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Business Valuation Basic



From mega mergers handled by the power brokers on Wall Street to the local dry-cleaning operation being sold after 50 years of family ownership, selling and buying companies represents big business. But how does this whole exit strategy thing work? Or more importantly, how are the values for these transactions determined? Is it similar to residential real estate, where appraisals are often used as the basis for the valuation? Or is it as simple as looking at a balance sheet to determine what the net owner’s equity balance is? This post explores the basics of business valuations, as well as summarizes the most common business sale types and structuring issues and the risks associated with each.

Your business’s financial statements represent the heart of the business valuation discussion. If you don’t understand your financial statements and, more importantly, how much cash flow is generated from your business, then you won’t understand the business valuation process.



Why One Needs Business Valuations

Business valuations are critical to managing an operation. On the surface, they tell you how much a business is worth and (more importantly) how much you can make from owning all or a portion of it. Everyone has heard the stories about the young entrepreneur, starting a business in his garage, selling it years later for millions of dollars, and living the good life in sunny Southern California. There is no question that determining your potential windfall represents an important reason to calculate the value of a business but it’s just one of the many uses of this all important piece of data.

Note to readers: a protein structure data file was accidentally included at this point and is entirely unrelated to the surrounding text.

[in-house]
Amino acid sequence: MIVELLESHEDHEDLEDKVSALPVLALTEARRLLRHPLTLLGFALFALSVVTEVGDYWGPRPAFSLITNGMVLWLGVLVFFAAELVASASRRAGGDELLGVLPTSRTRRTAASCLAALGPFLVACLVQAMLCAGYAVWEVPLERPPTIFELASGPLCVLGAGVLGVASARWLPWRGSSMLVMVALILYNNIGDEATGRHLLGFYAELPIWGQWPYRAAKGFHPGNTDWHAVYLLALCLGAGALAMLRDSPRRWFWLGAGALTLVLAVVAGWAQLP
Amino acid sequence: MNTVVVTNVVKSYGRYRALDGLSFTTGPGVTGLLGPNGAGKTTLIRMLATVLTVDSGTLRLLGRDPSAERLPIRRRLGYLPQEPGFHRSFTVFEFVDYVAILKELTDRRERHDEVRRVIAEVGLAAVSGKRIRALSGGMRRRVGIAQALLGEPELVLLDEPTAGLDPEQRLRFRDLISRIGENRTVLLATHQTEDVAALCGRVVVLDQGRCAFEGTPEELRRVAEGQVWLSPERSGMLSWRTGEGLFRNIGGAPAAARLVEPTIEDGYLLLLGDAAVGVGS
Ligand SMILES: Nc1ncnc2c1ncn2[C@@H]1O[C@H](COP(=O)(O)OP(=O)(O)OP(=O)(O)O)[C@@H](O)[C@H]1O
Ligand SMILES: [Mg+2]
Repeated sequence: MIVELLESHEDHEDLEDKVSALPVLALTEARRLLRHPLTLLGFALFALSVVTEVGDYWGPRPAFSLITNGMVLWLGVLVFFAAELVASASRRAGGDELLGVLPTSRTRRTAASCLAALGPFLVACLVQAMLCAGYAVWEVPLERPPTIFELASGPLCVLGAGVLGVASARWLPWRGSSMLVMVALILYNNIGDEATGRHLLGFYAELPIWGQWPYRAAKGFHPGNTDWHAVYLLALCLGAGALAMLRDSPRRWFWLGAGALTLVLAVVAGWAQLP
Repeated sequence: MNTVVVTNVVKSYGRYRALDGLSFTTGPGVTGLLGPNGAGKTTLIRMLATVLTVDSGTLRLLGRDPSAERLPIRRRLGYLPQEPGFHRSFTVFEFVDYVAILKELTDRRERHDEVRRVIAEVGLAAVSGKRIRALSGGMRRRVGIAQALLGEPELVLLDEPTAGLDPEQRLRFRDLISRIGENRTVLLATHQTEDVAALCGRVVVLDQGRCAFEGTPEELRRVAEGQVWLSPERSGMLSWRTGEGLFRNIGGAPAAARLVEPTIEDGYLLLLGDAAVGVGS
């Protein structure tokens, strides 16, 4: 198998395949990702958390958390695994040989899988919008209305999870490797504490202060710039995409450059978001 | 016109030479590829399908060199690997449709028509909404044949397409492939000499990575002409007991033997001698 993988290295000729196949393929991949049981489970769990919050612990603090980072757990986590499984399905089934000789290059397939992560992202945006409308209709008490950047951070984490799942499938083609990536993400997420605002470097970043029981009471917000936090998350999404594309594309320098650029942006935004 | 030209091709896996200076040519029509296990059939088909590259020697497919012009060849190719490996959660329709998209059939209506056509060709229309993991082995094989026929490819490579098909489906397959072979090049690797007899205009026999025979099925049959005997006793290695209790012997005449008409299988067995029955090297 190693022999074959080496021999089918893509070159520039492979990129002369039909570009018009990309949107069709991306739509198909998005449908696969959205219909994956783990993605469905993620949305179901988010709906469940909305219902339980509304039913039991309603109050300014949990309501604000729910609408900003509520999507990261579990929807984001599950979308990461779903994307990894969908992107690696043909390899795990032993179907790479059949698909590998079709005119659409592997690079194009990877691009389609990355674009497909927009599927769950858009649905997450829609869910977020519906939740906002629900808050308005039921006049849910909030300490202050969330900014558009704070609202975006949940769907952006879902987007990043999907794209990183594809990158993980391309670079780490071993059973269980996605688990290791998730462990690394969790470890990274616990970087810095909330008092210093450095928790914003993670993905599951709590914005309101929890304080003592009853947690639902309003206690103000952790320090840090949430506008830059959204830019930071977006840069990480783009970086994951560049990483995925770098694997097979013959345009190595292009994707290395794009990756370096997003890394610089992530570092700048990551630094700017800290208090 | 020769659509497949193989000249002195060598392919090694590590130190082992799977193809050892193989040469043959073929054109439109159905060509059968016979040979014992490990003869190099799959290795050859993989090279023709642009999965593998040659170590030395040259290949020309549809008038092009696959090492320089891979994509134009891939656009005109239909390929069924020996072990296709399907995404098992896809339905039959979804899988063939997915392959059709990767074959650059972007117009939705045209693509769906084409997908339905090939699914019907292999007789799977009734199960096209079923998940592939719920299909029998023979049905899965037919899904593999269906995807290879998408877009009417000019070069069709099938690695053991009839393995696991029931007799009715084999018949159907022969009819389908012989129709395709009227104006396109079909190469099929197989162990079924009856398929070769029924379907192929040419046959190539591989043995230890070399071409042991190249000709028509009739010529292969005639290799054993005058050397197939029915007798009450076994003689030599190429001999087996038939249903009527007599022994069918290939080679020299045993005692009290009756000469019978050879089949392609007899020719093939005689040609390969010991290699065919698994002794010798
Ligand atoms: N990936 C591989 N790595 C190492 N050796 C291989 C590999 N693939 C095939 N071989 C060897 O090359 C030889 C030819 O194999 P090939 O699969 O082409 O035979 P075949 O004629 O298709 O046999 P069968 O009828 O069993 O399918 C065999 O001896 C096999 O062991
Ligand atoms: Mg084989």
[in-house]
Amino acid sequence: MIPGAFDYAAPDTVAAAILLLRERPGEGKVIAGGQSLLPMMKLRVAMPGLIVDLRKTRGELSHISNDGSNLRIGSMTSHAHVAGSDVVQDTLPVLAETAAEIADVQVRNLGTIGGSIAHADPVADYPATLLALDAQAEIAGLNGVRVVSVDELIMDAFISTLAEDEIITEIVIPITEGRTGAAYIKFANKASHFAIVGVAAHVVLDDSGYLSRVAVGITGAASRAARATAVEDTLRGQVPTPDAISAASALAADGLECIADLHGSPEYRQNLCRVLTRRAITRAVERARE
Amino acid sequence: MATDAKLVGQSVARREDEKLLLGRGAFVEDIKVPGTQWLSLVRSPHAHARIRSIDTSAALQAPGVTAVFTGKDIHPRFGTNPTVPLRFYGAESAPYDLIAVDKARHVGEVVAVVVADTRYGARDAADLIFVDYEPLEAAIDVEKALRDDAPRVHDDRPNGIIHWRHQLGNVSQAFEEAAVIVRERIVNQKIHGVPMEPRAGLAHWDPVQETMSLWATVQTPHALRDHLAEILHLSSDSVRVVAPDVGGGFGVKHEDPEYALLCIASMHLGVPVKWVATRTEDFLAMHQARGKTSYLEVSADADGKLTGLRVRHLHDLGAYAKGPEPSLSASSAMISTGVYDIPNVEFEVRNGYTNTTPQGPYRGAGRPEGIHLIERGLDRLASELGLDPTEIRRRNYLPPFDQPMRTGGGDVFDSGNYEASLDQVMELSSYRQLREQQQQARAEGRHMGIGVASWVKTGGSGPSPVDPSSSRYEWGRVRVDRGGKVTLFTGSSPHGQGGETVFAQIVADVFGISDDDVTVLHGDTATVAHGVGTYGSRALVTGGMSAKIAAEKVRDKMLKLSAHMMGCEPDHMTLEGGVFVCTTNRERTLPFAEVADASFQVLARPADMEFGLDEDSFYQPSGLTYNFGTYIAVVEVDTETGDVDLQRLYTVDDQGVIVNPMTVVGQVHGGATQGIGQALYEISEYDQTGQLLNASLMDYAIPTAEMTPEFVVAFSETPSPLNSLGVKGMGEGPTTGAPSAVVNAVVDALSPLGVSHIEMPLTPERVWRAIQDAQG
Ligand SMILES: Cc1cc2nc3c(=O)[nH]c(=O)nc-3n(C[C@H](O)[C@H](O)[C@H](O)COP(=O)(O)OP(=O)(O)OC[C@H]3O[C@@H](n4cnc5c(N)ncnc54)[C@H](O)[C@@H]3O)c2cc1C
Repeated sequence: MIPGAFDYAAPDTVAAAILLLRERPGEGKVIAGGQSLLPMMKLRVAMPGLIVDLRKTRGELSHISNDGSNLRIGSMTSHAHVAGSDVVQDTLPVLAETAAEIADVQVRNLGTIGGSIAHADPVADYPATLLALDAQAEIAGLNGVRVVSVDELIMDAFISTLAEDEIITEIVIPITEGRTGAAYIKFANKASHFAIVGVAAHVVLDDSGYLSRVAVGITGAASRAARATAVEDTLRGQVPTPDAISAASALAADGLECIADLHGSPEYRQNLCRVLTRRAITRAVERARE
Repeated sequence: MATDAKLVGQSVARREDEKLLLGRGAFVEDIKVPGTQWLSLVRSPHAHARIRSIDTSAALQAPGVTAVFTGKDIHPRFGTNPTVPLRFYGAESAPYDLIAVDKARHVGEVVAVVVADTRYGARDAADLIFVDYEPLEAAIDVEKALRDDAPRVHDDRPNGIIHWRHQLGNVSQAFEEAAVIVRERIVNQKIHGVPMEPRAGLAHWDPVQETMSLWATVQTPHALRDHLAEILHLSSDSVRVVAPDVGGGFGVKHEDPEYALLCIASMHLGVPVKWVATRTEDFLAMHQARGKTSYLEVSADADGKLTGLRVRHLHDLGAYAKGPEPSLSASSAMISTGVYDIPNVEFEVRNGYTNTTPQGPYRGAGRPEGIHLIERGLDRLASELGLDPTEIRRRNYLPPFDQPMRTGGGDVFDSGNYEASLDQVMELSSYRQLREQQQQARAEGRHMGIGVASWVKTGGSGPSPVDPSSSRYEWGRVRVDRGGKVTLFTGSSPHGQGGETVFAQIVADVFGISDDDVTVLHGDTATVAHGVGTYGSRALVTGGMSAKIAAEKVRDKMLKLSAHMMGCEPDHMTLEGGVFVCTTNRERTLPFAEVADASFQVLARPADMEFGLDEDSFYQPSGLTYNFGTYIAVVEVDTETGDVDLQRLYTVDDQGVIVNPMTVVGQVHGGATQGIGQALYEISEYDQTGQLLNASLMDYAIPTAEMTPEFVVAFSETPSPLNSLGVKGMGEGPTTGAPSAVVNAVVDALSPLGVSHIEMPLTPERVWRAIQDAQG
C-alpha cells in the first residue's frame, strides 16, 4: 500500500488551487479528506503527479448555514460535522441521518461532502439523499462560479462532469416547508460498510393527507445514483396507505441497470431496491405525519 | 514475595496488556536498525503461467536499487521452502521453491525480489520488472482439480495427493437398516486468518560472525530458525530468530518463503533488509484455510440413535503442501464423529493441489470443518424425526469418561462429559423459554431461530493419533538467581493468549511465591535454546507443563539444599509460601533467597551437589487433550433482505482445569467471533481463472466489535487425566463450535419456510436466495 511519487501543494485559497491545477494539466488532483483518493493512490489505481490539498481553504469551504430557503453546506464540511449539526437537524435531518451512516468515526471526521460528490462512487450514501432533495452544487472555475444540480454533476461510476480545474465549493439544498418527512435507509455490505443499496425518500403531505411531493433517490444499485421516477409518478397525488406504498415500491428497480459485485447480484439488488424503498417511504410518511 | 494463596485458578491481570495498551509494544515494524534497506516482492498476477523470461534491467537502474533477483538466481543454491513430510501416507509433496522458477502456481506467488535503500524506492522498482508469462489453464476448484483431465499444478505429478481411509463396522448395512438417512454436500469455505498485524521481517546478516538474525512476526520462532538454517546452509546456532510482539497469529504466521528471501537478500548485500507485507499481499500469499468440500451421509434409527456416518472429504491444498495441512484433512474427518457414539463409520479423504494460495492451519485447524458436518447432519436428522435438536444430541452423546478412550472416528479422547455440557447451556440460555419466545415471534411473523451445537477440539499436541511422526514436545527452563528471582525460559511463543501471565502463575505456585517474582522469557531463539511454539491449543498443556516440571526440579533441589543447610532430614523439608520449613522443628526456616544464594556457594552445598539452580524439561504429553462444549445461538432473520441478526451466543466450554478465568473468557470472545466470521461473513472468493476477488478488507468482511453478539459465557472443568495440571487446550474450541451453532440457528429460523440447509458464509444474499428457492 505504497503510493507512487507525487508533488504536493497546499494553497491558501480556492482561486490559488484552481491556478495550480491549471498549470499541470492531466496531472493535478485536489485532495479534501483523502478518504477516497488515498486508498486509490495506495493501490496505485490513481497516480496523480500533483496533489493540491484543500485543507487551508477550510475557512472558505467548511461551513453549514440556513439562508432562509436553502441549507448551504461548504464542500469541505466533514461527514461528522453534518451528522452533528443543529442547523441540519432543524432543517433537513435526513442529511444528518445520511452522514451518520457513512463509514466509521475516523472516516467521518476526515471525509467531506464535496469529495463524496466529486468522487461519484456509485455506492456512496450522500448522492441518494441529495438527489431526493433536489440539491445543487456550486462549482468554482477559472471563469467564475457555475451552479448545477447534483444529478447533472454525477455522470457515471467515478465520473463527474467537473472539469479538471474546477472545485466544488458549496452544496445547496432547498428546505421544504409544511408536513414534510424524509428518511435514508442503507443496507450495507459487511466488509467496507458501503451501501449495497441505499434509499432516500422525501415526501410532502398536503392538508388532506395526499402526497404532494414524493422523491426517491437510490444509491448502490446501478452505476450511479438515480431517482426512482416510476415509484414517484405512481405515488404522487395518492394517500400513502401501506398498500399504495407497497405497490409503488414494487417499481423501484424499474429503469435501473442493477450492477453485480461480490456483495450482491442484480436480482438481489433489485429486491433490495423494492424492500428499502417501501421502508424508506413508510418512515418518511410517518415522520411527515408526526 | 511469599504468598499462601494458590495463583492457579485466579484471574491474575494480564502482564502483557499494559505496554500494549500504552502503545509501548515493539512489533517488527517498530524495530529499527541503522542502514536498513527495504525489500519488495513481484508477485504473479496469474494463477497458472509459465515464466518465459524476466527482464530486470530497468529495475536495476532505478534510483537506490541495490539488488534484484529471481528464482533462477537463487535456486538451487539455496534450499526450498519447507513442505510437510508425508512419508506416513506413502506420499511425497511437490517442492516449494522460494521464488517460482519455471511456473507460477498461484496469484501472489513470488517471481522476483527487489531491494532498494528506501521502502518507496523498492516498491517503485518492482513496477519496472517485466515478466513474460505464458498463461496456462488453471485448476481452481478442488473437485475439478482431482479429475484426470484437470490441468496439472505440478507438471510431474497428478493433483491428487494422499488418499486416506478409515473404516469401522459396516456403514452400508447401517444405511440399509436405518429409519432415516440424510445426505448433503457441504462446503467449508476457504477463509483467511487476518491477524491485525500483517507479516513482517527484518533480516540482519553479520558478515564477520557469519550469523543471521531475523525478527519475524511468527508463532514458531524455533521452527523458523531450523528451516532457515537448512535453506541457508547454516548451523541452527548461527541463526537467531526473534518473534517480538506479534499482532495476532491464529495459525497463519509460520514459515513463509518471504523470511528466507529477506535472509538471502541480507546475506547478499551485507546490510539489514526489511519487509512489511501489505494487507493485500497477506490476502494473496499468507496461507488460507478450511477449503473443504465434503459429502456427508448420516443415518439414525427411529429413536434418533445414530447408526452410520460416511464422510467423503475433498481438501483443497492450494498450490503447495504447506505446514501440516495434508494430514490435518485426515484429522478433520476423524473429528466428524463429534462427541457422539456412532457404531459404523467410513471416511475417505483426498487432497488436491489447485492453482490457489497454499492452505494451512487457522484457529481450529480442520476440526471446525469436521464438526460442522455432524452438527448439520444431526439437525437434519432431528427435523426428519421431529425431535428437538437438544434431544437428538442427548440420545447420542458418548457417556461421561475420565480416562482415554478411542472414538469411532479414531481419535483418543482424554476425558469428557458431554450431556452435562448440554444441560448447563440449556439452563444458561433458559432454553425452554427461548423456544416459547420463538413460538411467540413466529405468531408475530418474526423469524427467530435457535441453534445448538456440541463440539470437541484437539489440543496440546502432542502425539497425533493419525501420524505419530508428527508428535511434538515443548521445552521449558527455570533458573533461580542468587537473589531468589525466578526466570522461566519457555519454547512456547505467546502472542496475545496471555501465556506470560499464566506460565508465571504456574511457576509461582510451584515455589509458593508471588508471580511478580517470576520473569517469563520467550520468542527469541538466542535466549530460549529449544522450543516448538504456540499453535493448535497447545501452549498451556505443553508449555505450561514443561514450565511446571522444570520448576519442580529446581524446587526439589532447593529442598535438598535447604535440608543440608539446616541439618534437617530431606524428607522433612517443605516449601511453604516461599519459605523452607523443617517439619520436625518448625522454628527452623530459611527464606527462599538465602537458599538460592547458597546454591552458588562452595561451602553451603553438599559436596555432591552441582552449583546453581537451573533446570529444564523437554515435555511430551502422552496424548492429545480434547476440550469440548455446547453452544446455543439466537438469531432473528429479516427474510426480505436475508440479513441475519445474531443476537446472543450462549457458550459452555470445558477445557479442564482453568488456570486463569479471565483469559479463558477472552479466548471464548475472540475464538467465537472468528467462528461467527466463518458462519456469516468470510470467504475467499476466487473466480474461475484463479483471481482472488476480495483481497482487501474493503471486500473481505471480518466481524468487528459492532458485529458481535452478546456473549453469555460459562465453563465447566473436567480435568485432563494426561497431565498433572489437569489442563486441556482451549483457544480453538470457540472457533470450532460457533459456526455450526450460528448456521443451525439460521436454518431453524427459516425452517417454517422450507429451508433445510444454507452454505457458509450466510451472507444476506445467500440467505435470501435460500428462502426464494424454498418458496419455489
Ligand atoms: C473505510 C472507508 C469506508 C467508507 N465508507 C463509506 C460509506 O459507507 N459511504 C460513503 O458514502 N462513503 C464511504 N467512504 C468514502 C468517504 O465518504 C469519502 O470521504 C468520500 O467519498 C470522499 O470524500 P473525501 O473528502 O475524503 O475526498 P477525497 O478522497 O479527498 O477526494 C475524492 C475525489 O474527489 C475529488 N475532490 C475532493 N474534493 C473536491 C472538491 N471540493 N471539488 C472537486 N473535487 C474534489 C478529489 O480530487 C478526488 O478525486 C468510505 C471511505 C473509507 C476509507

Assuming that a business valuation is needed only to support the eventual sale of your company can be dangerous. Business valuations represent an essential part of the ongoing business management function in terms of properly protecting business assets.

The “Why” part of valuing a business (beyond the obvious) is often more important than the “How” for many reasons:

  • Business insurance: All businesses utilize insurance to manage operating risks. The most widely used insurance types are general liability (to protect against a customer claiming damages from using the company’s product or service), workman’s compensation insurance (mandated by almost every state in the country to cover injuries suffered by employees), directors and officers (to provide additional liability coverage to the directors and officers of the business), and medical/life (coverage provided to employees for health, medical, and death-related claims). In addition, almost every business utilizes property and causality insurance to protect the company’s assets from damage and/or loss of use. The basis for determining the property and causality insurance premium is a function of both tangible and intangible assets. Understanding the value of a business assists in securing the proper type, form, and amount of property and causality insurance, which includes the value associated with loss of use. Companies often mismanage this issue in an effort to reduce expenses at the risk of exposing the organization to lost income and cash flow streams. Improper insurance coverage can cost a company mightily in terms of impairing its business value.